Labels, in and of themselves, are neither good nor bad. They are pointers, and, when properly used, can help us navigate the world and communicate with one another. When we use them to name cities and streets, they help us get from one place to another. When we use them to name menu items, they help us order the correct meal.
However, labels can be used—and often are—in such a way so as to limit what something or someone is and is not. That is, they are often used as nouns rather than as adjectives, as if the label is the essence of what someone is, rather than a mere pointer. Regarding this, Soren Kierkegaard warned, “Once you label me, you negate me.” This seems especially true in today’s world. Republican. Democrat. Independent. Libertarian. Socialist. Christian. Buddhist. Tall. Short. Fat. Skinny. And on and on it goes . . . labels used to negate who we truly are as “human.”
We’ve grown so accustomed to seeing one another as nothing but a label that we’ve essentially dehumanized them in the process. And our culture has suffered because of it. We are at a point and time in history that we’re doing nothing but yelling at “the other side,” whatever that other side may happen to be. And what has that done for us other than create scapegoats? Nothing good that I can think of.
But again, there is nothing wrong with using our pointers, so long as we realize the pointer isn’t the real thing. I live in Chico, California but realize the written form—C-H-I-C-O-C-A-L-I-F-O-R-N-I-A—isn’t the actual city. Likewise, I call myself a “Christian” (on most days)—even though some of my interlocutors would vehemently disagree—but realize that a “Christian” isn’t a real thing. It only points to something else. In other words, it’s an adjective that points at the noun, a describer that points at the “is-ness” of the real thing, the how of life rather than the what in life. Buddhist teacher Noah Rasheta offers the following analogy:
The reality is that no matter how hard I try, I can’t “be” a Buddhist, or a Christian, or an anything, because those aren’t “things” to be. We already are something; we’re human. When we learn to view our own labels and perhaps more importantly, the labels we assign to others as adjectives instead of nouns, it will be like talking to someone and realizing that “I am wearing a blue shirt” and “you are wearing a red shirt” but the color of our shirts doesn’t make us who we are, it’s just part of how we are right now at this specific moment of being human.
If we started using our labels in this manner, we would likely begin to see one another in a strikingly different way. I’ll go so far as to say that we would start seeing each other, not as the labels we attach to them—labels that tend to divide and separate—but as fellow human beings, all a part of one big family. And I’m guessing our approach to those who happen to wear different colored shirts would be wrought with empathy and compassion. In essence, it would be a new “way” of seeing and being.Both Jesus and the Buddha emphasized a new way of seeing. And while each had their own cultural context and used different language to describe this “way,” both stressed the importance of non-grasping (the path of liberation from suffering in Buddhism) and of emptying one’s self (the kenotic path from Philippians 2:7). This would include not grasping at the labels we tend to describe ourselves and others with. It’s a form of non-judgment, something Jesus iterated on numerous occasions (see Matthew 7:1–5; Luke 6:37–42).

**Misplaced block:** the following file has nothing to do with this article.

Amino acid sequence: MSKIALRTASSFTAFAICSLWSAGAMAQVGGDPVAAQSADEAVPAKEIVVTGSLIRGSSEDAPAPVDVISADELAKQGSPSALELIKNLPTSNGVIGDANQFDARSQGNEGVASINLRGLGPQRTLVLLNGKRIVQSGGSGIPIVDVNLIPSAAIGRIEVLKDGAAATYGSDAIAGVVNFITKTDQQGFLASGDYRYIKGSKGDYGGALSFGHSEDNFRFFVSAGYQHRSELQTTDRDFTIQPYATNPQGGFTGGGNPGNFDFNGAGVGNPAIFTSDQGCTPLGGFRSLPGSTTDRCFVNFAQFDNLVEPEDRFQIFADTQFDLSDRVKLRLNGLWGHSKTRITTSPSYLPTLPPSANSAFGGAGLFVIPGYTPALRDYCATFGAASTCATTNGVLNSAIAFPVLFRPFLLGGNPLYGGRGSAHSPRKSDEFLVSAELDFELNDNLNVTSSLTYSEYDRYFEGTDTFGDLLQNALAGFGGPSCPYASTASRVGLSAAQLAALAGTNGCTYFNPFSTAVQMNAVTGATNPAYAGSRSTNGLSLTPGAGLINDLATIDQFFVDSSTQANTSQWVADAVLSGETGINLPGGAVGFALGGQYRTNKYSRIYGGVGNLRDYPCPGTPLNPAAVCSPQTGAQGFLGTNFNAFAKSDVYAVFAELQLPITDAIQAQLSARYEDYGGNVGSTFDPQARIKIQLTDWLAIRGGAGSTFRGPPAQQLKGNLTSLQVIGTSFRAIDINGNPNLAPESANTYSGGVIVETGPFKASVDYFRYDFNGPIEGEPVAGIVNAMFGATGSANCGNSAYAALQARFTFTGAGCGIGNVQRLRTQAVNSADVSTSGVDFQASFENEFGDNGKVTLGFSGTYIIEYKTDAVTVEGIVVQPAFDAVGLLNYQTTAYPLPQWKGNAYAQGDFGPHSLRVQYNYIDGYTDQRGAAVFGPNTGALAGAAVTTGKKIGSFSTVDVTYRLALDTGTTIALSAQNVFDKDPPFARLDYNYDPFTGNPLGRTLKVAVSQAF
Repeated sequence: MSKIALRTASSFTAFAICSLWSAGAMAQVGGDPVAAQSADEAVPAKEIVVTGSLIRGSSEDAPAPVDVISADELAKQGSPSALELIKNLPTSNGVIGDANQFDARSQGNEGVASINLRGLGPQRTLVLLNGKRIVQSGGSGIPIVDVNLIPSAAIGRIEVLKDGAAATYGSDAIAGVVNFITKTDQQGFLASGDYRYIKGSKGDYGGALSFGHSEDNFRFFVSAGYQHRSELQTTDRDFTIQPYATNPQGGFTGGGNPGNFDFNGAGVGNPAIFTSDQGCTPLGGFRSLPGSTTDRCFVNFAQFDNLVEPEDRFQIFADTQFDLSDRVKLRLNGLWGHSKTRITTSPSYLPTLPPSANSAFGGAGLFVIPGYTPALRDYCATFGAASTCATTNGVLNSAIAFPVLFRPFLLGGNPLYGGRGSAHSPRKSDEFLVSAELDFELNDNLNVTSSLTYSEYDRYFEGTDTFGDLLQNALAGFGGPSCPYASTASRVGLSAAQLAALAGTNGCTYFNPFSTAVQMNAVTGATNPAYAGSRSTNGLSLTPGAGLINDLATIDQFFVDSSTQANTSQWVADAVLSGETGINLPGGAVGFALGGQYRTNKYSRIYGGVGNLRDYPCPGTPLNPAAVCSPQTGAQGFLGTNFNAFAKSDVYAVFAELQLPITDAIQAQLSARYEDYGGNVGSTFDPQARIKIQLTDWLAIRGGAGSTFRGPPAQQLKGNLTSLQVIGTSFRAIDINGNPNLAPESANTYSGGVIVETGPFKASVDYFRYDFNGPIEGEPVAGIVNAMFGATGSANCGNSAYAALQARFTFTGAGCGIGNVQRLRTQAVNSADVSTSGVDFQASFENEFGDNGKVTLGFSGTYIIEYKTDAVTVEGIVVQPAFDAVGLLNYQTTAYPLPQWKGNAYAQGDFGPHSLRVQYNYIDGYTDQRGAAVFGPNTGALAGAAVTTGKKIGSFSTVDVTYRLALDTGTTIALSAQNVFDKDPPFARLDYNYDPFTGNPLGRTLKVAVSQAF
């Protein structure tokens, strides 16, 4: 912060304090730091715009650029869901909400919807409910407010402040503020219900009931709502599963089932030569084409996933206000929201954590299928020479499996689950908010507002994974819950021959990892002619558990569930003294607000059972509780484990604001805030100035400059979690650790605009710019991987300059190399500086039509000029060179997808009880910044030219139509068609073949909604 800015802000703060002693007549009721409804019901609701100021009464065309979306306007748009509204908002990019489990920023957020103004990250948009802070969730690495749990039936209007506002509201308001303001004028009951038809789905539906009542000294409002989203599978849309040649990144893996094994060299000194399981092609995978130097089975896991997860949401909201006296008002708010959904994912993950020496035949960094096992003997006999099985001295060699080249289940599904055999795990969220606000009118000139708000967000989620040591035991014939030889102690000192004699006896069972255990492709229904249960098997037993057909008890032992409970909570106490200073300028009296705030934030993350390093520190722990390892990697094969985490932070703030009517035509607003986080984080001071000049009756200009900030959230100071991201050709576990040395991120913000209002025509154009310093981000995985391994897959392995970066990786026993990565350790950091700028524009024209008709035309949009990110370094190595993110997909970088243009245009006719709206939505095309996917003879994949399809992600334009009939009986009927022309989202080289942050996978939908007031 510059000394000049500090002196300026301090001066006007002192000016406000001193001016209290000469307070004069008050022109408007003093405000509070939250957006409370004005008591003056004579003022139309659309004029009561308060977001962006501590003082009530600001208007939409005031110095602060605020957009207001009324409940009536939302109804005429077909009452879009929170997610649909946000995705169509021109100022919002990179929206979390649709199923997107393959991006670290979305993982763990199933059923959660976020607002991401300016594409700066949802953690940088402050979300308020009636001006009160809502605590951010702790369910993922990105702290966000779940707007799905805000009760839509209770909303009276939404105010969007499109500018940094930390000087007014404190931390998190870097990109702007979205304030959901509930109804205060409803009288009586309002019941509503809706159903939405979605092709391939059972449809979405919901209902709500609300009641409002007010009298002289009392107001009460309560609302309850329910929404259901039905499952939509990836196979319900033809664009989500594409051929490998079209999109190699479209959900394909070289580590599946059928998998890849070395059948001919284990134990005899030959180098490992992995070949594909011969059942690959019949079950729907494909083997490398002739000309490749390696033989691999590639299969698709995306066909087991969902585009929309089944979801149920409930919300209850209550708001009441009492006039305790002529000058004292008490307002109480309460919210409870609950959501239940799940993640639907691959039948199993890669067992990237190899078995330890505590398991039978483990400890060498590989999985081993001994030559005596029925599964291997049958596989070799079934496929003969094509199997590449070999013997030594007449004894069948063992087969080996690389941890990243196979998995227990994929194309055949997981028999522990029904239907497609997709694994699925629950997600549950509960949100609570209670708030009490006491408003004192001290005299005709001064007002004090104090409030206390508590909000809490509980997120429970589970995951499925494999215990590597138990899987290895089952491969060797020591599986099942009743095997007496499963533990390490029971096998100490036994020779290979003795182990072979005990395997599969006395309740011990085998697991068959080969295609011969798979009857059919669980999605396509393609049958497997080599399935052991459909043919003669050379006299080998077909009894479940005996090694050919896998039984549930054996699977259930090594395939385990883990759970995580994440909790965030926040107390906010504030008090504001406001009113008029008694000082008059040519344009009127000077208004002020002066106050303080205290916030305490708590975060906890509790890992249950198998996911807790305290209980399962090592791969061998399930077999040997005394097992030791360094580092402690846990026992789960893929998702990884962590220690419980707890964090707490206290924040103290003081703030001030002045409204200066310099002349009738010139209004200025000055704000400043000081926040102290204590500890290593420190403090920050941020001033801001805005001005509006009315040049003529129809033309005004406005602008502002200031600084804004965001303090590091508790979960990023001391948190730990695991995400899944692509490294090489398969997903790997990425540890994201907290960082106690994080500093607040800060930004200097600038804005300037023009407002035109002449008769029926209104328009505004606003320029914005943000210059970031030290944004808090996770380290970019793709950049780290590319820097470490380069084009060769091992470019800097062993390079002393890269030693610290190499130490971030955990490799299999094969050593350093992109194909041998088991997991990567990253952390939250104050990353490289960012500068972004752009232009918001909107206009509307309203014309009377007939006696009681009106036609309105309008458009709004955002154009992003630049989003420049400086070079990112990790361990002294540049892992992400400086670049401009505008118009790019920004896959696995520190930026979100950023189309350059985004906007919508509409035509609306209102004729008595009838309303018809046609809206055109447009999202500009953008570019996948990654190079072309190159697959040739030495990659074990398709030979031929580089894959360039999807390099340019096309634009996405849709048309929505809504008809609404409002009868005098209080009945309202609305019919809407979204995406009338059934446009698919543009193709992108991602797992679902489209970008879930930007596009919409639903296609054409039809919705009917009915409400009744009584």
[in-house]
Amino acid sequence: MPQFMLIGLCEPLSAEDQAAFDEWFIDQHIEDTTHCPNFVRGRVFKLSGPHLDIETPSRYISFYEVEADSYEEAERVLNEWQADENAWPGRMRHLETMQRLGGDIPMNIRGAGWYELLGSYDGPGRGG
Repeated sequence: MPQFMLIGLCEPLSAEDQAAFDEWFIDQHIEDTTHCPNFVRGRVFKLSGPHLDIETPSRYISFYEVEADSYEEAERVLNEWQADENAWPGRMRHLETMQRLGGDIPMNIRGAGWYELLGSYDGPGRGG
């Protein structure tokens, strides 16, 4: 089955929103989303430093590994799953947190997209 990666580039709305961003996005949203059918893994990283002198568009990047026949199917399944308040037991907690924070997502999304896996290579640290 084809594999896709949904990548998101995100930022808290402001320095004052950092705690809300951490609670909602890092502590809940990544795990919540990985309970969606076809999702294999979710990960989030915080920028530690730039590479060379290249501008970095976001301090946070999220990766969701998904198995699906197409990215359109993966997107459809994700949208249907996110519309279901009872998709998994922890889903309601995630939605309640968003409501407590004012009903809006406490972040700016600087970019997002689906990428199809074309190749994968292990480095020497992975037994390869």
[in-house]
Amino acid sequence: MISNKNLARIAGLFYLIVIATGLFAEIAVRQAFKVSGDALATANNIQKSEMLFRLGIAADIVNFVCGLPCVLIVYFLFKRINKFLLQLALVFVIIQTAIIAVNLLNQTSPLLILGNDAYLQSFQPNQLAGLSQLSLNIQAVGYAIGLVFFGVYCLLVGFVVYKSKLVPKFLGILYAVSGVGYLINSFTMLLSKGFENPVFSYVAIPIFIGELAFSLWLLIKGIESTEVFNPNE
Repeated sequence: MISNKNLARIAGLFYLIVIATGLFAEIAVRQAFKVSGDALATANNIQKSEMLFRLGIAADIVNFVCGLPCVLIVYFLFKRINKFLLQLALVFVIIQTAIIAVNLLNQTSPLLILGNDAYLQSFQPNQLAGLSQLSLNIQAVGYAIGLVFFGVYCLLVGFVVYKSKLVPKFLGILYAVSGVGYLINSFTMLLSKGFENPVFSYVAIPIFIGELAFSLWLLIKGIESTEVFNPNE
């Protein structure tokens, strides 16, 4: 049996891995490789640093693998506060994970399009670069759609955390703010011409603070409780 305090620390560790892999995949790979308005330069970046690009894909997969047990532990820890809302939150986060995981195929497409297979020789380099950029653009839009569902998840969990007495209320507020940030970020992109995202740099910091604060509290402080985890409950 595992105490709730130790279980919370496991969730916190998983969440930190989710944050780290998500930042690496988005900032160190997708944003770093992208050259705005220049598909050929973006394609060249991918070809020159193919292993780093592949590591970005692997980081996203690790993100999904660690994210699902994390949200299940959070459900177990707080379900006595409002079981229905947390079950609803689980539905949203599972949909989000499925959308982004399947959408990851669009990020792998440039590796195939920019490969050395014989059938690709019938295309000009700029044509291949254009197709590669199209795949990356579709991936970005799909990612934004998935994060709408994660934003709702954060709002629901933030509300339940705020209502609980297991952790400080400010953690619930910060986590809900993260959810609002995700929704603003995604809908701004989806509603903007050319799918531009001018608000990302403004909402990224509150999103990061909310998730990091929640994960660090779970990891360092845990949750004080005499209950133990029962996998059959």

Of course, many of my fellow Christians would retort and suggest that it is of vital importance to describe Jesus Christ with the right labels. After all, our eternal fate hinges on this, or so we’re told. I guess the only thing I have to say about such a thing these days is that people in this frame of mind need to grow up. I don’t say that flippantly or as a slight of any kind. We all need to grow up. That is a huge part of what it means to have this human experience. Babies are not born with all the tools they need to flourish in life. They need to grow up. Likewise, religious thinking and the labels we grasp at are all a part of the process of eventually coming to a place where we transcend such things.
At the end of the day, it doesn’t really matter what labels we use to describe ourselves. Sure, it’s important to carry around a map in order to familiarize yourself with the terrain. But at some point, you won’t need the map any longer. When the Fellowship gets far enough down the Anduin River, they don’t continue to carry their canoes across the plains of Rohan. They leave them behind and recognize they are no longer needed. To that end, if you call yourself a Christian, or a Buddhist, or a Liberal, or a Conservative, that’s fine. Just realize that true transcendence involves moving past such labels to the real essence of what we are. We are human. We are one. And though we all come from different traditions, cultures, religions, and the like, we are, at our core, something much, much more.